# Issue with implemented Minesweeper algorithm

So I'm attempting to learn Python by way of Minesweeper. I've got experience with SDL, so I figured playing around with PyGame sounded like a fun way to learn the syntax of the language.

Anywho, I'm having an issue in uncovering adjacent open squares as you would in a normal game of Minesweeper. I click on a cell with 0 neighboring mines, and attempt to scan the top, left, right, and bottom to see if those also have 0 neighboring mines, and I do this recursively.

Here is the error that I receive:

RuntimeError: maximum recursion depth exceeded in cmp


And here is my algorithm:

#open up blank mines
def open_blank_cells(mines, cr, cc):
#top
if (cr > 0):
t_mine = mines[cr-1][cc]
t_mine.switch_state(3)
if (t_mine.neighbor_mines == 0):
open_blank_cells(mines, cr-1, cc)

#right
if (cc < 9):
r_mine = mines[cr][cc+1]
r_mine.switch_state(3)
if (r_mine.neighbor_mines == 0):
open_blank_cells(mines, cr, cc+1)

#bottom
if (cr < 9):
r_mine = mines[cr+1][cc]
r_mine.switch_state(3)
if (r_mine.neighbor_mines == 0):
open_blank_cells(mines, cr+1, cc)

#left
if (cc > 0):
l_mine = mines[cr][cc-1]
l_mine.switch_state(3)
if (l_mine.neighbor_mines == 0):
open_blank_cells(mines, cr, cc-1)

return


where mines is my 2D array of cells, cr is the index of the current row (first array index), and cc is the index of the current column (second array index).

I thought that my algorithm was decently solid (but please tell me if I'm wrong there!!!), so I turned to the Internet and found that the default Python recursion limit of 1000 could be to blame. However, when I bump it higher with the call to sys.setrecursionlimit the game either exhibits the same behavior, or simply crashes as the system kills it.

When I comment out 2 of the 4 recursive checks in the function, it will open up blank cells without any problem. 3 or more however breaks the algorithm.

Edit

As requested....

Calculation of neighbor_mines

# if not a mine, figure out how many surround it
for i in xrange(10):
for j in xrange(10):
if (mines[i][j].is_mine == False):
#check top 3
if (i > 0):
if (j > 0):
if (mines[i-1][j-1].is_mine == True):
mines[i][j].neighbor_mines += 1

if (mines[i-1][j].is_mine == True):
mines[i][j].neighbor_mines += 1

if (j < 9):
if (mines[i-1][j+1].is_mine == True):
mines[i][j].neighbor_mines += 1

#check left and right
if (j > 0):
if (mines[i][j-1].is_mine == True):
mines[i][j].neighbor_mines += 1

if (j < 9):
if (mines[i][j+1].is_mine == True):
mines[i][j].neighbor_mines += 1

#check bottom 3
if (i < 9):
if (j > 0):
if (mines[i+1][j-1].is_mine == True):
mines[i][j].neighbor_mines += 1

if (mines[i+1][j].is_mine == True):
mines[i][j].neighbor_mines += 1

if (j < 9):
if (mines[i+1][j+1].is_mine == True):
mines[i][j].neighbor_mines += 1


Switch_state

 def switch_state(self, newstate):
self.state = newstate

#marked as mine
if (newstate == 1):
nf = "sq_mine_marked.png"
elif (newstate == 2):
nf = "sq_mine_question.png"
elif (newstate == 3):
nf = "sq_mine_open.png"
elif (newstate == 4):
nf = "sq_mine_mine.png"
else:
nf = "sq_mine.png"

oldrect = self.rect #save old rect as load_image overwrites it
self.rect = oldrect

• Could you show code for neighbor_mines and switch_state? – CiscoIPPhone Aug 12 '11 at 12:58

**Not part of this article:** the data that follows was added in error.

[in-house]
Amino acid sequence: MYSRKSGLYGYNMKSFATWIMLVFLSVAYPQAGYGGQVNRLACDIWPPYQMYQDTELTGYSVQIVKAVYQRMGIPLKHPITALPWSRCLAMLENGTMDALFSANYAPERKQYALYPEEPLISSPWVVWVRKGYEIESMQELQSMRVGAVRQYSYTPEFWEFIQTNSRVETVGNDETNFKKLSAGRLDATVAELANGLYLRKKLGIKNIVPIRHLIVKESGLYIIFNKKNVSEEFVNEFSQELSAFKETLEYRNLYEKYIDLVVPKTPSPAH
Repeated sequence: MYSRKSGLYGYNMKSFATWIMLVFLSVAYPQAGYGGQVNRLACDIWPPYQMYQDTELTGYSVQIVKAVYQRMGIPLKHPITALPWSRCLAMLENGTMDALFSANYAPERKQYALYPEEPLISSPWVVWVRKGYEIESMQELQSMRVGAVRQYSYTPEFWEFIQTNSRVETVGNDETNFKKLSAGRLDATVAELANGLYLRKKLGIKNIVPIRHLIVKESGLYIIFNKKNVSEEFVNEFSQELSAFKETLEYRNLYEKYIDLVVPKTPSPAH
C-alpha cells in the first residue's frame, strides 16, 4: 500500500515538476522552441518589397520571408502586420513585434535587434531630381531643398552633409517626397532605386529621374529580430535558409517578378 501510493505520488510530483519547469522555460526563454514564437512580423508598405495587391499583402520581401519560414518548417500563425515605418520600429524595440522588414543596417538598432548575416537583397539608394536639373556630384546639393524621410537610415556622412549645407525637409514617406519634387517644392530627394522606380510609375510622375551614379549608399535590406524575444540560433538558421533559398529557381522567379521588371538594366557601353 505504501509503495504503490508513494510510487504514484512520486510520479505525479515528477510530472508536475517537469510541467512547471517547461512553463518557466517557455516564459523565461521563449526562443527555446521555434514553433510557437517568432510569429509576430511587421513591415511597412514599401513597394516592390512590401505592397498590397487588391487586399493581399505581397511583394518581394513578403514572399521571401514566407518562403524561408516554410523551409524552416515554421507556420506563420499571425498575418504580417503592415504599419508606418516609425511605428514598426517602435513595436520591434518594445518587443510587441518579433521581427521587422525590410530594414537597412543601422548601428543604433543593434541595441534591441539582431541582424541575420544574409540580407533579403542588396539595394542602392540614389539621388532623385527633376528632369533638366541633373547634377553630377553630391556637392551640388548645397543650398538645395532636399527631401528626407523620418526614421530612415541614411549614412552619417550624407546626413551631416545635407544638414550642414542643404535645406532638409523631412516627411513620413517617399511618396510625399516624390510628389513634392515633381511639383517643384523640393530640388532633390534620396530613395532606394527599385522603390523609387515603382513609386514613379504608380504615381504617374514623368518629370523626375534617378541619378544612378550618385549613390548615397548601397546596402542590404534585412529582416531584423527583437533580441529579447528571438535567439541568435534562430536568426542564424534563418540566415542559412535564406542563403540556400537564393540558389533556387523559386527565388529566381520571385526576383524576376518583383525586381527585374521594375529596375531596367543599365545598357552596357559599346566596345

• sure, no problem – the_e Aug 12 '11 at 13:01
• It seems you want to create a flood fill ... without actually flooding the matrix (say, with "revealed" status instead of "hidden"). – Martin Sojka Aug 12 '11 at 14:00

Imagine the following setup:

1 1 1 1 1 1
1 0 0 0 0 1
1 0 0 0 0 1
1 0 0 0 0 1
1 0 0 0 0 1
1 1 1 1 1 1


As a side note, I refer to squares in the matrix like this: (row, column). I've represented mines with "1" and empty spaces with "0". Assume the user clicks on the empty space at (2, 2) (the corner at the top-left is (0, 0)).

This is what would happen:

• the square at (2, 3) is empty and has no adjacent mines. Let's call our function for those coordinates
• in the new function call we notice that (3, 3) is empty and has no adjacent mines, let's call the function for that space as well
• (3, 2) is a valid place too, let's call again
• in the fourth call we'll notice that (2, 2) is empty and has no nearby mines, so we're back at square one, thus creating an endless loop

Any adjacent squares that each do not have adjacent mines will create an endless loop once your recursive function is called for either of them. Simply putting in a condition to not call the function again for the square you just came from wouldn't have been enough, as can be seen in the example above.

One solution is to create another matrix that can show what squares have already been visited. If the current square has already been visited, return from the function immediately. Otherwise, mark is as a visited square and carry on with your usual code.

• ohhhhhhhhh crap...that makes a lot more sense now. thanks! – the_e Aug 12 '11 at 13:30
• As TokPhobia said, you should somehow save and get info about what cells are already processed. Another way to save this info is dictionary. Python has them. It would be of the same perfomance, as to have "another matrix". – Nakilon Aug 12 '11 at 15:38
• i just added a boolean flag to my Mine class...then reset that flag once all the recursive calls are complete – the_e Aug 12 '11 at 18:24
• @espais For something as light as minesweeper that will probably do the job just fine. – doppelgreener Aug 12 '11 at 23:58
• Or put all visited squares in a closed list and only call the function for squares which are not in the closed list. – Stephen Aug 13 '11 at 16:32